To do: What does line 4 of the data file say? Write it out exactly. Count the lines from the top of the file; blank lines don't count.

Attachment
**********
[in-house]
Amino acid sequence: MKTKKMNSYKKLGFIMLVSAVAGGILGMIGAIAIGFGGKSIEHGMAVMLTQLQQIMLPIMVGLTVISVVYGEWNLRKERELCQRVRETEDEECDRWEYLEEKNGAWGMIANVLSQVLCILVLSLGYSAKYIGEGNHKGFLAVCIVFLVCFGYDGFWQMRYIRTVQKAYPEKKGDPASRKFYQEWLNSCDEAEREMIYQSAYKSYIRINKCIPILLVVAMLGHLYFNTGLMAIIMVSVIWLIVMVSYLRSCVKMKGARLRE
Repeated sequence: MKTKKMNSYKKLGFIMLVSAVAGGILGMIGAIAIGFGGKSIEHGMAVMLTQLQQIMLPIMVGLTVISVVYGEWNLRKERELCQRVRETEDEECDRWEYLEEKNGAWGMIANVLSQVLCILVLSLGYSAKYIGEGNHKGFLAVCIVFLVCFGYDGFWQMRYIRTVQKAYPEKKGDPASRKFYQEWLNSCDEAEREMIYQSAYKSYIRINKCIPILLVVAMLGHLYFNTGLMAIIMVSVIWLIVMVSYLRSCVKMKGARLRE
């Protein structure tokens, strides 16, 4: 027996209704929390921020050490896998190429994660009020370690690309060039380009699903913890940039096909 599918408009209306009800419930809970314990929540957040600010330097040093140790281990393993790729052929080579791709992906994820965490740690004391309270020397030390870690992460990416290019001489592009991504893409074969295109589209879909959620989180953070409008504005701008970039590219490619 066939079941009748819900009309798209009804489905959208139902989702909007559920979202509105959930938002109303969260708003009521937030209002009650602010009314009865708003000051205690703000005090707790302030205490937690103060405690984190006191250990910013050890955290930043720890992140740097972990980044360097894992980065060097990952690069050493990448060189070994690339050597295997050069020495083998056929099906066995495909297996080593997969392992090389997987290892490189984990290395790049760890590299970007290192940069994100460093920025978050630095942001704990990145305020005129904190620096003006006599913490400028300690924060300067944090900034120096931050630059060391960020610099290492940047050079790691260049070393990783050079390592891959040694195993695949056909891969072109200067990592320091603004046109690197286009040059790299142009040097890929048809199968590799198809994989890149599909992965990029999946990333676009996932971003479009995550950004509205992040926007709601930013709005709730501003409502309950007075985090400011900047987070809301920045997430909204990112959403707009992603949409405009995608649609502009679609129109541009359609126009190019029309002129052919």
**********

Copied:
């Protein structure tokens, strides 16, 4: 027996209704929390921020050490896998190429994660009020370690690309060039380009699903913890940039096909 599918408009209306009800419930809970314990929540957040600010330097040093140790281990393993790729052929080579791709992906994820965490740690004391309270020397030390870690992460990416290019001489592009991504893409074969295109589209879909959620989180953070409008504005701008970039590219490619 066939079941009748819900009309798209009804489905959208139902989702909007559920979202509105959930938002109303969260708003009521937030209002009650602010009314009865708003000051205690703000005090707790302030205490937690103060405690984190006191250990910013050890955290930043720890992140740097972990980044360097894992980065060097990952690069050493990448060189070994690339050597295997050069020495083998056929099906066995495909297996080593997969392992090389997987290892490189984990290395790049760890590299970007290192940069994100460093920025978050630095942001704990990145305020005129904190620096003006006599913490400028300690924060300067944090900034120096931050630059060391960020610099290492940047050079790691260049070393990783050079390592891959040694195993695949056909891969072109200067990592320091603004046109690197286009040059790299142009040097890929048809199968590799198809994989890149599909992965990029999946990333676009996932971003479009995550950004509205992040926007709601930013709005709730501003409502309950007075985090400011900047987070809301920045997430909204990112959403707009992603949409405009995608649609502009679609129109541009359609126009190019029309002129052919």